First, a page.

Uzaki-chan Wants To Hang Out

In high school, Shinichi Sakurai was a swimming champion, a popular though daunting figure among his fellow students. In university, however, he is a reclusive and lethargic loner, a gaming otaku who, when not working shifts at a local coffee house, would rather spend his downtime blasting on-screen aliens. In his second year, he meets Hana Uzaki: his junior by one year, Hana was also a member of Shinichi’s high school swim team. Hana is delighted to renew their acquaintance; but disturbed by Shinichi’s isolated existence, she decides to drag him into the world of human relationships. Thus begins her effective stalking of Shinichi: utilising her brash, outgoing personality, she badgers Shinichi into hanging out with her, even though she constantly embarrasses him in public and disrupts his desire to be alone. Matters are not helped by the fact that, although short of stature (which makes other people constantly question whether Hana is actually a university student) she is otherwise overly well-endowed – which in turn results in the serious-minded and naïve Shinichi finding himself in more than one compromising situation or confusing mix-up. When Shinichi’s only real friend Itsuhito, and his fellow-student and coffee house colleague Ami, decide that Shinichi and Hana would make the perfect couple, the inevitable result is a match-making conspiracy whose outcomes no-one can predict…

Based on the hugely popular manga by Take, and produced by Studio ENGl, “Uzaki-chan Wants To Hang Out” aired on Japanese television between July and September 2020.  Animated in a classically mangaesque style, “Uzaki-chan” is about as unsubtle as it gets when it comes to sexual innuendo and fetish tropes, as illustrated by the fact that Hana’s favourite t-shirt is emblazoned with a slogan – sugoi dekai – that, stretched across her ample breasts, literally means “so big” (although, in conversational Japanese, the expression means something like “great” or “amazing”). Ironically, and despite the double-entendre themed mishaps that litter their interactions, the relationship between Shinichi and Hana is utterly asexual: Shinichi is haplessly naïve and unable to read social cues, while Hana’s enthusiastic nature makes her oblivious to her impact on others. And it is through this irony that “Uzaki-chan” suddenly elevates itself to another level: through their ham-fisted interactions, we learn about Shinichi and Hana’s previous connection in high school, and the unexpectedly kind heart that lurks beneath his sullen aloofness; and we discover, too, the vein of loneliness that runs through Hana’s existence, belying the upbeat façade of her public persona. It is this dynamic and its revelations that turns “Uzaki-chan” from a creepy and puerile stalking/fetish piece into a nicely ironic comedy that makes telling observations about the desire to meddle in others people’s lives, all the while charting the richness two lonely and socially isolated individuals might suddenly and unexpectedly find in one another. While at first glance unappealing in the extreme, “Uzaki-chan Wants To Hang Out” evolves into a sweetly-natured and even moving slice-of-life comedy that, unsurprisingly, has been commissioned for a second season.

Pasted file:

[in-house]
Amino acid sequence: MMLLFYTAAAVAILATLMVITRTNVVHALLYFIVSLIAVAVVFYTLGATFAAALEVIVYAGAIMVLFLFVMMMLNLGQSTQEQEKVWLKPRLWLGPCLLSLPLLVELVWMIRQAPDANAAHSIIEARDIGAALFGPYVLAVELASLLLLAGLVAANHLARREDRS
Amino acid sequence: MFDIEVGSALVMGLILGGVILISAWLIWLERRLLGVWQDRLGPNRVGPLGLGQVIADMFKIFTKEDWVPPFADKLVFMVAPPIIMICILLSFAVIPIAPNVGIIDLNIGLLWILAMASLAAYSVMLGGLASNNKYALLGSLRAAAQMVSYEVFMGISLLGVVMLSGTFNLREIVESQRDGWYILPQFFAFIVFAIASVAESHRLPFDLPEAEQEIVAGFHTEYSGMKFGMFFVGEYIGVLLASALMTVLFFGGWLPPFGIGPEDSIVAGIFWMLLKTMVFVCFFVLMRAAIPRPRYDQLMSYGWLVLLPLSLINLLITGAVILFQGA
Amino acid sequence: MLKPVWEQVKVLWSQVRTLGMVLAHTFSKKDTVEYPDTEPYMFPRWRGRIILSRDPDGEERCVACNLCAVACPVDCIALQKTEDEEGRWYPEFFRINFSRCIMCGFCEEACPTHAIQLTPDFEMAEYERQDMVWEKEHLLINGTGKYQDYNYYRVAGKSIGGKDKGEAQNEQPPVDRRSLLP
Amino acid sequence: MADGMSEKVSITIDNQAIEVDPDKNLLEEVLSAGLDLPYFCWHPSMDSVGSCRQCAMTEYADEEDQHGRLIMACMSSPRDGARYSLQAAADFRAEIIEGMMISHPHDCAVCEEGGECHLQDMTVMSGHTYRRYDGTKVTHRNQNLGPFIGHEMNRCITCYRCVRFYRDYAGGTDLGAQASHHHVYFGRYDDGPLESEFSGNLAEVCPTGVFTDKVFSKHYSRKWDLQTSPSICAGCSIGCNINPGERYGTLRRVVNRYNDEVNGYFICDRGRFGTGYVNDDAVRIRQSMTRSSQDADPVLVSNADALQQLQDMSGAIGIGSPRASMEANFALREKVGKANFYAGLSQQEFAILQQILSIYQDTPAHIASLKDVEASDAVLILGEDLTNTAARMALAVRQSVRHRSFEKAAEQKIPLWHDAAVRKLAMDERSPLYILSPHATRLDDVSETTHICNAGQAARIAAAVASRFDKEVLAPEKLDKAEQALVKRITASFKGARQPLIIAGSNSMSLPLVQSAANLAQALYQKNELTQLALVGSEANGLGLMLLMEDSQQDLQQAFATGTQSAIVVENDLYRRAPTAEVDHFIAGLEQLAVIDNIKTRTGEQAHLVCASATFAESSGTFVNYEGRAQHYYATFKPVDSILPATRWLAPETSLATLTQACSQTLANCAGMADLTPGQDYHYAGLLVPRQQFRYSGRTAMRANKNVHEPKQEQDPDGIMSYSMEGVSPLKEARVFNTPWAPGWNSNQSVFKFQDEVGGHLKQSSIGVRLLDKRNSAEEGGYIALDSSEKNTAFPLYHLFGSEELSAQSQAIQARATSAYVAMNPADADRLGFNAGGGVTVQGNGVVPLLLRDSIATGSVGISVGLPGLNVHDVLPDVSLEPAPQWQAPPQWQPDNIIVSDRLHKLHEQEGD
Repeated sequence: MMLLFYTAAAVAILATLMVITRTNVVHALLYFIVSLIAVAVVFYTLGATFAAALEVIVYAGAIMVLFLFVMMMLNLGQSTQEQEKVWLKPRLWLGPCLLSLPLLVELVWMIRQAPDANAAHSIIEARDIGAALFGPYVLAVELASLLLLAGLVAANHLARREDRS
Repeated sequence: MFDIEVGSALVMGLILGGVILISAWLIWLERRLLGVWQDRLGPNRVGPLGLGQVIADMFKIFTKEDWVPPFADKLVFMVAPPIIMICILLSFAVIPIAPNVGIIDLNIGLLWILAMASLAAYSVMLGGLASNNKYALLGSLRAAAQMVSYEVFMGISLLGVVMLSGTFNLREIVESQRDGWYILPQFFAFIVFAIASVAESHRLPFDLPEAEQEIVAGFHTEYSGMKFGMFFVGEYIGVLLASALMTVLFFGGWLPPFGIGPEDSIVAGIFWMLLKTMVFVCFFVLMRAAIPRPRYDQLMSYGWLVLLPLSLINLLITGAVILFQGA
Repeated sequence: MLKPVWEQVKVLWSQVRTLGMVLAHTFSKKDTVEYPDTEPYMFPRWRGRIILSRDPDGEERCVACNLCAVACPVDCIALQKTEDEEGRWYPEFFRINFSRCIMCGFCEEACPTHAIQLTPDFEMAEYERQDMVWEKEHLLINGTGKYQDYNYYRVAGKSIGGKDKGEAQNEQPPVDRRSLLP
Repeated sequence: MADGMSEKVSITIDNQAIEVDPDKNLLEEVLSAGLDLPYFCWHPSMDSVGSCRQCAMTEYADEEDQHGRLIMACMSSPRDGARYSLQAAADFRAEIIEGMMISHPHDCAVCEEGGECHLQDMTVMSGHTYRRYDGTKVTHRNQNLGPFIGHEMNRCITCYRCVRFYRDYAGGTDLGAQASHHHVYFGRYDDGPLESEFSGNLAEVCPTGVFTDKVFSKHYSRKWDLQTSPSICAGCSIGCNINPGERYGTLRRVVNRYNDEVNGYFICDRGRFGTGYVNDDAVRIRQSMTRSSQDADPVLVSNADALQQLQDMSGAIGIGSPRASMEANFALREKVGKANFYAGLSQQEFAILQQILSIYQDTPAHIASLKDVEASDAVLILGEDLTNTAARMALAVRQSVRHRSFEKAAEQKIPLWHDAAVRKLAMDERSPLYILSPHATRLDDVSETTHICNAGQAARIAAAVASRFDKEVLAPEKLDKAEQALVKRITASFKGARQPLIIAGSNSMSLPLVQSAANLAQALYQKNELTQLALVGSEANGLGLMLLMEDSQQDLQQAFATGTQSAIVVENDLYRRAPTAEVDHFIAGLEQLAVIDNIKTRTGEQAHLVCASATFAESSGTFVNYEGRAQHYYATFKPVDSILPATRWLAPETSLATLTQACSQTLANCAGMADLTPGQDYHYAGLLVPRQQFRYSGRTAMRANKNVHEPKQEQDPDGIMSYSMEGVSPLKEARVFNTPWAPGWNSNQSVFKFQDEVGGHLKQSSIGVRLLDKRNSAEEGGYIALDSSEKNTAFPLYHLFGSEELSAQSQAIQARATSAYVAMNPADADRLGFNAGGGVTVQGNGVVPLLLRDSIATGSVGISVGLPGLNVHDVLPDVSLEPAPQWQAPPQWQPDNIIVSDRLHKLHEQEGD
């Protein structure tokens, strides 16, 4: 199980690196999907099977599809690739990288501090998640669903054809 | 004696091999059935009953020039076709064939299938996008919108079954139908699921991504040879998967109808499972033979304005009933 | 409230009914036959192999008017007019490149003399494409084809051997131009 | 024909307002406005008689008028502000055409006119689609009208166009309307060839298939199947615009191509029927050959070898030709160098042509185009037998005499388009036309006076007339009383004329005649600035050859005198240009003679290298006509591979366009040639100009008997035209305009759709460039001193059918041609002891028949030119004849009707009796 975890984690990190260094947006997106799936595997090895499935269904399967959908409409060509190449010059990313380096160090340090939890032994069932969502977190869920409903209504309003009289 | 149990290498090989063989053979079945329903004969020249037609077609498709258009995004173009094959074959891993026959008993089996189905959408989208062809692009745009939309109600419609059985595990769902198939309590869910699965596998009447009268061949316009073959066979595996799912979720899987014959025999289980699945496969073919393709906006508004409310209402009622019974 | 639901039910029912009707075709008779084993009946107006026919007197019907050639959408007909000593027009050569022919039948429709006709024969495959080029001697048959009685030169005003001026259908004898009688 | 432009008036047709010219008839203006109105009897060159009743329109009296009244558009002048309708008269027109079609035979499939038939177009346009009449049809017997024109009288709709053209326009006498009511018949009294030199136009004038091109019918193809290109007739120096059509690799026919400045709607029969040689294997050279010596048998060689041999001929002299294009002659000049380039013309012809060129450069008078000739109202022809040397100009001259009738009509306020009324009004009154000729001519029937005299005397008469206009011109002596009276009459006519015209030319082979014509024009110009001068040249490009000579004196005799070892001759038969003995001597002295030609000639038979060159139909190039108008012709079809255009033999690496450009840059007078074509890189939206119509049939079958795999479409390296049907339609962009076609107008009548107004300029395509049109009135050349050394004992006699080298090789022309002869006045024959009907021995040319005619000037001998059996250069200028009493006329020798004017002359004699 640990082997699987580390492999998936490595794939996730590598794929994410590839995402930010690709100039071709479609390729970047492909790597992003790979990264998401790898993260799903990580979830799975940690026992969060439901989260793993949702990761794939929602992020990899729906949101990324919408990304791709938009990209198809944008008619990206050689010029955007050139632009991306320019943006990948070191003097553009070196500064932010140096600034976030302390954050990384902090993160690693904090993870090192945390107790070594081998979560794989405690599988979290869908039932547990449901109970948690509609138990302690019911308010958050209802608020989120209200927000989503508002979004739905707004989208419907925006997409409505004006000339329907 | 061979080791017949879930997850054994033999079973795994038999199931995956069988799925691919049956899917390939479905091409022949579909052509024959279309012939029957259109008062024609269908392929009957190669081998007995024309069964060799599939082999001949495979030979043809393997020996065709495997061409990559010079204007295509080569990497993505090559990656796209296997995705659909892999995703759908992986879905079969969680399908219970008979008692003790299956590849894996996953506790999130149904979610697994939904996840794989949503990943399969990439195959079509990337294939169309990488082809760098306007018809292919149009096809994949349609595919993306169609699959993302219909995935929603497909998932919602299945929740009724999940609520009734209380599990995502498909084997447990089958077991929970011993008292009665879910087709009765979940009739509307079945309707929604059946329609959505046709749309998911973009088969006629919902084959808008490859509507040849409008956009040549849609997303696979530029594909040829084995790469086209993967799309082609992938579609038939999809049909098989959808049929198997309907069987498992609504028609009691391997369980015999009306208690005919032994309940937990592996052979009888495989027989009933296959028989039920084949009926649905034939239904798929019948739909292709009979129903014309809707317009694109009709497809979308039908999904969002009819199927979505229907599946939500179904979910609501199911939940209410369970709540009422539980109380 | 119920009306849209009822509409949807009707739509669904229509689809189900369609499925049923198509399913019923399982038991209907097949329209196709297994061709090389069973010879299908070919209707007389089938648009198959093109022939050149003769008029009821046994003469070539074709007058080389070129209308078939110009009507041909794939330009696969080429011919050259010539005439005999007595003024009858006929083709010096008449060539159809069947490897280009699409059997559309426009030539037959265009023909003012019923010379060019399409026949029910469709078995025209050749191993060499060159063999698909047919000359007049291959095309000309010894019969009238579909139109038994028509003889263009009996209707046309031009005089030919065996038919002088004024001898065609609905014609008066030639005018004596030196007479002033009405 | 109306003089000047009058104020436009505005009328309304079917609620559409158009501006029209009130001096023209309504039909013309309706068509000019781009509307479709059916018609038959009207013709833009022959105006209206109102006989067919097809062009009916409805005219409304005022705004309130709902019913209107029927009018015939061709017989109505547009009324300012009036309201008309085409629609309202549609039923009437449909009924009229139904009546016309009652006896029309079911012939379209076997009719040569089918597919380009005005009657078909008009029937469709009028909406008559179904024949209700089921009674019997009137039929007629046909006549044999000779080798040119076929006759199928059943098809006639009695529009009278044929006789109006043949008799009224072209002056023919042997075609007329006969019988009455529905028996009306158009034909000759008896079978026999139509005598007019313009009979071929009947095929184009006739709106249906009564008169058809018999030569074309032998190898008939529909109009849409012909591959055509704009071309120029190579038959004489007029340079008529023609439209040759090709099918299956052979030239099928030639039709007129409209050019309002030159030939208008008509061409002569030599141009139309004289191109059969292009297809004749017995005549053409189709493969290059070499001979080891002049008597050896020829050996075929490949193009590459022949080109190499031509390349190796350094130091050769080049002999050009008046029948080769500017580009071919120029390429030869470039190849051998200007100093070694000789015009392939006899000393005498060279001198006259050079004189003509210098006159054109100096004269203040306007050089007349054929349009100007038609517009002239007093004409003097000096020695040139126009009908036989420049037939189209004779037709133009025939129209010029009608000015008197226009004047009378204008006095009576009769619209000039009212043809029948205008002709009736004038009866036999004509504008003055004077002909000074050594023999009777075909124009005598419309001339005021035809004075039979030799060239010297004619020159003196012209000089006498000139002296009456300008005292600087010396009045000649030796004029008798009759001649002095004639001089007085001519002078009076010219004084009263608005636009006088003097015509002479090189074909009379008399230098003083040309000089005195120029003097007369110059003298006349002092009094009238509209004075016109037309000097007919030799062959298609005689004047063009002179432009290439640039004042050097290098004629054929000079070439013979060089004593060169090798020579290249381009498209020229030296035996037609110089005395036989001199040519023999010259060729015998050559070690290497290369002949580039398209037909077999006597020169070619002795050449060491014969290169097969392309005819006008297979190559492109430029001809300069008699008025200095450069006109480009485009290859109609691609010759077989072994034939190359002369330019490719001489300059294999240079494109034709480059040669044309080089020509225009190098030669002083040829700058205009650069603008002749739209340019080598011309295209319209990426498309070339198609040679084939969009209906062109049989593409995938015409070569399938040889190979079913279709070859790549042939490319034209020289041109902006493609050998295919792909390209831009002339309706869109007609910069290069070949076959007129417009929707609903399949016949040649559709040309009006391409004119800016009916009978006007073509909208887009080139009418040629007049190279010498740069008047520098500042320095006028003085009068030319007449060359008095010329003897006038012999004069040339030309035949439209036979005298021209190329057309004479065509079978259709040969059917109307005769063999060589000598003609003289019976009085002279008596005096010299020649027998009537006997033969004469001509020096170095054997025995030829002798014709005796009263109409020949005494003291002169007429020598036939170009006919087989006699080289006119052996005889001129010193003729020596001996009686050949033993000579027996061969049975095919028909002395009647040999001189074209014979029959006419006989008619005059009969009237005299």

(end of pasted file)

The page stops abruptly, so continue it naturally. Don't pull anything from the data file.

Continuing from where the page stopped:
Text ©Copyright Brendan E Byrne 2020. All rights reserved.